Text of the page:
It was in 1978 that I met Professor Larry Friedman at Bowling Green State University in my first year on the faculty when I was appointed Dean of Libraries. He was a Distinguished University Professor of History and noted for his activism and scholarly contributions, particularly for the rights of minorities and the mentally ill. He specialized in the history of psychology and psychiatry (in which he used biography most effectively to tell the story of 20th century psychology and its practice) as well as modern intellectual and cultural history.

Our collegial relationship and friendship developed when I co-taught a course with Larry on the history of philanthropy at Bowling Green State University. It was in this setting that I became a disciple of exploratory discourse that Larry used most effectively in engaging with students. The open-ended questioning of what we know, how we know it, why we need to know it, and what

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it means for oneself and the greater society was a habit that I have tried to employ in my own thinking and teaching.

Upon joining the Center on Philanthropy at Indiana University in l990 to work with Robert Payton, the gospel of exploratory discourse was essential in our work as we sought to integrate research from disciplines and fields of study to a new understanding of the origins and practice of philanthropy locally and globally. After a couple of years, we had the good fortune of recruiting Larry to Indiana University’s History Department in Bloomington as a professor of History and a professor of Philanthropy Studies with the Center of Philanthropy. He led the effort to engage more historians and students to explore and seek new ways of understanding philanthropy.

After many years of exploratory discourse on the history of philanthropy, perhaps one of his greatest contributions to philanthropic literature was his editorship with Mark McGarvie on Charity, Philanthropy, and Civility in American History, published in 2003. In his intro essay, “Philanthropy in America: Historicism and its Discontents,” Larry provides a much-needed critique and challenges historians to be more engaged with “Philanthropic scholarship” by applying “satisfactory evidential and methodological imperatives.” The academic historians selected to author the diverse essays in this volume provide fresh perspectives of philanthropy over many places and periods in America’s past, thus accomplishing in part the goal to “historicize” the history of philanthropy.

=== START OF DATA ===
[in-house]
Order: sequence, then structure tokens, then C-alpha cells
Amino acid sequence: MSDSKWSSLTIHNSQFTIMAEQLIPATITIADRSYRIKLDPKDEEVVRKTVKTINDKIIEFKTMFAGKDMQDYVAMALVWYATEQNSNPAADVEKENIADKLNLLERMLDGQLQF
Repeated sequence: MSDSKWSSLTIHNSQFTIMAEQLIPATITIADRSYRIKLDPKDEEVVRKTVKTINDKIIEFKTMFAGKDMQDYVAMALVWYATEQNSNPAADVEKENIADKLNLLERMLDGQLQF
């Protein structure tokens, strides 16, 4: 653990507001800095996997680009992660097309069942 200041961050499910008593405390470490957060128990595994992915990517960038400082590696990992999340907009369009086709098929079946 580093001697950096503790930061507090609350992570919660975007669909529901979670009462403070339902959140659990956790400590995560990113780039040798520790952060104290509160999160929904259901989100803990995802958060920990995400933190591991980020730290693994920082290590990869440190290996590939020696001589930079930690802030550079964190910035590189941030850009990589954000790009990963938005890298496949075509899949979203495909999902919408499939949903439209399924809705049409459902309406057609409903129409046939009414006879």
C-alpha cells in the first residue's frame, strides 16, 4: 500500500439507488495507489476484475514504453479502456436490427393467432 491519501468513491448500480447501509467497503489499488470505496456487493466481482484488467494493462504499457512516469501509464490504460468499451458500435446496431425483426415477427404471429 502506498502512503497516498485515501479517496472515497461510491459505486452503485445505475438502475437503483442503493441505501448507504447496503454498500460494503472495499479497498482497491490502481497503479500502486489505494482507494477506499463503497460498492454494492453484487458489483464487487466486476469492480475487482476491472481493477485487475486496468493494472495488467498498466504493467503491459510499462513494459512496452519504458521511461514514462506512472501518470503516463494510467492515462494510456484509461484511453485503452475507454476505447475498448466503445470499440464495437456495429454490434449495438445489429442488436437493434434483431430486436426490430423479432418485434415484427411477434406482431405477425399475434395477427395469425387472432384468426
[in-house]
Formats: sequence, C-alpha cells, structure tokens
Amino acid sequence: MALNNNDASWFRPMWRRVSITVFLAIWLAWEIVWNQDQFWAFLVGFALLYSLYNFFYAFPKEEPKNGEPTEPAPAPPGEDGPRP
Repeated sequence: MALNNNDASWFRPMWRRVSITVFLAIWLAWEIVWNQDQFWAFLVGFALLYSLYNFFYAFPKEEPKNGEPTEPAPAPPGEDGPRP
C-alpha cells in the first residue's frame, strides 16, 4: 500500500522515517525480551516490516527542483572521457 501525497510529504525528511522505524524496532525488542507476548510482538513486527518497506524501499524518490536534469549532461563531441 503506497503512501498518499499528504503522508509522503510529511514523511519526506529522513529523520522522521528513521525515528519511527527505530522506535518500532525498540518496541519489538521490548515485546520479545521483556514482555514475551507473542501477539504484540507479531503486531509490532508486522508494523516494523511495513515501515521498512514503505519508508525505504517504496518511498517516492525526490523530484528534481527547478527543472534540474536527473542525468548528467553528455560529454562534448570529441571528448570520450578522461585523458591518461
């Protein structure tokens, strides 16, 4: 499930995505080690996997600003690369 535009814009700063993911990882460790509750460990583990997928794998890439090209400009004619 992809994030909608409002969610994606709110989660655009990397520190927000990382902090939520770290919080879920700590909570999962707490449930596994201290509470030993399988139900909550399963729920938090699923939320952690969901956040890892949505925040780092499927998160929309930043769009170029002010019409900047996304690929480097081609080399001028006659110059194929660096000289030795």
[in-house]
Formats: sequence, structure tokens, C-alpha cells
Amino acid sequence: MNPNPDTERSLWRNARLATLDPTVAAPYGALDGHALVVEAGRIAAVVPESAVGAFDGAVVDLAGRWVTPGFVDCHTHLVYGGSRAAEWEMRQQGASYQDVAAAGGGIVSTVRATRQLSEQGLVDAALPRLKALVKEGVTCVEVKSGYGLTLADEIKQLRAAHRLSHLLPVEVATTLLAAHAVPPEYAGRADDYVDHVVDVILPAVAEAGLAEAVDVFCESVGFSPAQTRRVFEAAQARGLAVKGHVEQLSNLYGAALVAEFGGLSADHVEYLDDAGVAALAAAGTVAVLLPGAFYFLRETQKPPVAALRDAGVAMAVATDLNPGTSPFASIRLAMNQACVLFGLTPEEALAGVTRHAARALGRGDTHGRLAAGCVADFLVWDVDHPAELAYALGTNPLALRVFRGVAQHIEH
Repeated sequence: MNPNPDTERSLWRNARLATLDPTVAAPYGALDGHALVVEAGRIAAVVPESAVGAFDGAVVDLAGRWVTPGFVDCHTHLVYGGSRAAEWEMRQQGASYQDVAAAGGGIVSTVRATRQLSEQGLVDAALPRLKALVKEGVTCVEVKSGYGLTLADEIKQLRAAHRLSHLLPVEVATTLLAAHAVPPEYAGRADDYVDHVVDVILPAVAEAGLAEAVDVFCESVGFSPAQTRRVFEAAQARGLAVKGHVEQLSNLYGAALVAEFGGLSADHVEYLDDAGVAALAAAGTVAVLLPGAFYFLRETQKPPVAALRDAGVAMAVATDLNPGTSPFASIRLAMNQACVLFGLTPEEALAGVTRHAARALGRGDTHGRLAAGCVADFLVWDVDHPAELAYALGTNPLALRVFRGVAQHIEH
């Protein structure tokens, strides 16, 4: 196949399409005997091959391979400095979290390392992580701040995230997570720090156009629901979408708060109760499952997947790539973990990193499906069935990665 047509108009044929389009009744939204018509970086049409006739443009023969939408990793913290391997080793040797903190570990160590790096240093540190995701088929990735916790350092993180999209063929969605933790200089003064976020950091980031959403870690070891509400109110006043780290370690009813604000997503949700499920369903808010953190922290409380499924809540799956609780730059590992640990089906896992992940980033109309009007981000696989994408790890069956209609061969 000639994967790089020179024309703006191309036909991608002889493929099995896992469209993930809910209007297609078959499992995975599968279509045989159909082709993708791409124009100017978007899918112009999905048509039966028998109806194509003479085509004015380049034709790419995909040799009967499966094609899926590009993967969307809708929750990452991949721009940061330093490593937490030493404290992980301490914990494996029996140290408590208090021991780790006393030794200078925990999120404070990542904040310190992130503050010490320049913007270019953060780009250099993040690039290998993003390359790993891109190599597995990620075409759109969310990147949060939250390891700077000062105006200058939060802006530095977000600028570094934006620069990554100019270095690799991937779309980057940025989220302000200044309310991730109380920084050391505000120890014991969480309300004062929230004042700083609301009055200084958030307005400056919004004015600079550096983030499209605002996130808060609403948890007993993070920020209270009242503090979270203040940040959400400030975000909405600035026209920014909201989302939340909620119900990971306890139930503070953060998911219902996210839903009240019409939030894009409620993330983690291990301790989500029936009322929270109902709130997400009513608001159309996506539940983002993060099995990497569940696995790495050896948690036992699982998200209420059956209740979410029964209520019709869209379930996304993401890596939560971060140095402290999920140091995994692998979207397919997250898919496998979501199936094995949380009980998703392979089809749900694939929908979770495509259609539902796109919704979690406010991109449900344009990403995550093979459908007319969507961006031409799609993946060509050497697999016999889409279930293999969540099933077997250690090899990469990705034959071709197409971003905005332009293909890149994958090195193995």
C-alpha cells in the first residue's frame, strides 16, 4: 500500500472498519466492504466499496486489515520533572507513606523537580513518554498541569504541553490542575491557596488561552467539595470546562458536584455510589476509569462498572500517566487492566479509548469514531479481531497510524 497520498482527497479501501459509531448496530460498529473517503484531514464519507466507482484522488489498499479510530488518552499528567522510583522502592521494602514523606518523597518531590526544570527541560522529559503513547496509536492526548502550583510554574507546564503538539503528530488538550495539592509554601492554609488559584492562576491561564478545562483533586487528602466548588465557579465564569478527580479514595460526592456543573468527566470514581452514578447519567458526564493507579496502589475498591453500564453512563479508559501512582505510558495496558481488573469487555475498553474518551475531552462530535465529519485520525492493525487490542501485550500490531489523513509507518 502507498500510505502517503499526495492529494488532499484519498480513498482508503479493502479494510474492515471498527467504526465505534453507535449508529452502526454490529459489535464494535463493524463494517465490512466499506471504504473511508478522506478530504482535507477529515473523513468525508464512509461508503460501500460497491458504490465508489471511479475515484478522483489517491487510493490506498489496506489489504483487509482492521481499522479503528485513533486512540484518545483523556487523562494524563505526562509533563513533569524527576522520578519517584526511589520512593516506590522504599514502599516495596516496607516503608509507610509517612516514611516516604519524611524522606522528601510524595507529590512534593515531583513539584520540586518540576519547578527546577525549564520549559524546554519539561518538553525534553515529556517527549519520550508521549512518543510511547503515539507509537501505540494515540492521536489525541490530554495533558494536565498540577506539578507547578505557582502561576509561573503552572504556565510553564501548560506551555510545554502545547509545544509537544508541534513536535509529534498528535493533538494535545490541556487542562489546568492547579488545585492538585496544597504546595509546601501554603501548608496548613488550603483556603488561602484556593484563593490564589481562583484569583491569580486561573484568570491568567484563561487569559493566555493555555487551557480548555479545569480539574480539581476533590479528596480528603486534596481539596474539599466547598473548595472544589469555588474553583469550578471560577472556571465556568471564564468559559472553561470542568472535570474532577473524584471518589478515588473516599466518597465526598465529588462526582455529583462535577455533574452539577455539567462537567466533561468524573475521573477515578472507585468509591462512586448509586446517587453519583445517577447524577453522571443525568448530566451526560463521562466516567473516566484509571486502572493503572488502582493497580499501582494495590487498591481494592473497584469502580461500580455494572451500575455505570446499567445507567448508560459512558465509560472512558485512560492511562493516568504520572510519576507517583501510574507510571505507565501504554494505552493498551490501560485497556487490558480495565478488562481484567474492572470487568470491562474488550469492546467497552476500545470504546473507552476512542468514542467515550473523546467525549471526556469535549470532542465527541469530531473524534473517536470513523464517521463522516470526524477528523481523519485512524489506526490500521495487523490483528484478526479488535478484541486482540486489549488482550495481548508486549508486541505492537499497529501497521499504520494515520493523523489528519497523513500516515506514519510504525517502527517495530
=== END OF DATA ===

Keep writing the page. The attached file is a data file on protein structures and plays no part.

It was Larry who connected for me and many others the contribution of psychology to the understanding of philanthropy as defined by Robert Payton as “voluntary action for the public good.” In Friedman’s 1999 book, Identity’s Architect: A Biography of Erik H. Erikson, we are introduced to Erikson’s eight-stage “life cycle” and the idea of “generativity.” Larry masterfully makes the connection of Erikson’s ideas to our understanding of serial reciprocity and philanthropy expressed in the form of charitable giving, volunteerism, and transfer of wealth.

Over the years, Larry and I had many fruitful conversations that enlightened me. Exploratory discourse in teaching about philanthropy and challenging our moral imagination provides not only insights into the structure and practices of past civil society but also calls for many modes of thought and critical perspectives as we

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know the present and future love of humankind.

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Authors:

Dwight F. Burlingame

Dwight F. Burlingame, PhD, is Professor Emeritus of Philanthropic Studies at Indiana University where he taught various philanthropy and nonprofit courses and provided various academic leadership roles at the Center/School of Philanthropy. He served as editor of Nonprofit and Voluntary Sector Quarterly for six years; editor of the Philanthropic and Nonprofits Studies book series for Indiana University Press for 30 years; and editor of the three-volume set Philanthropy in America: A Comprehensive Historical Encyclopedia (2004). He can be contacted at .

How to Cite This:

Burlingame, D. F. (2023). The connector: History, philanthropy, and psychology. In M. I. West, P. H. Elovitz, & N. D’Andria (Eds.), Lawrence Jacob Friedman Festschrift. Clio’s Psyche, 29(3), 314-316.

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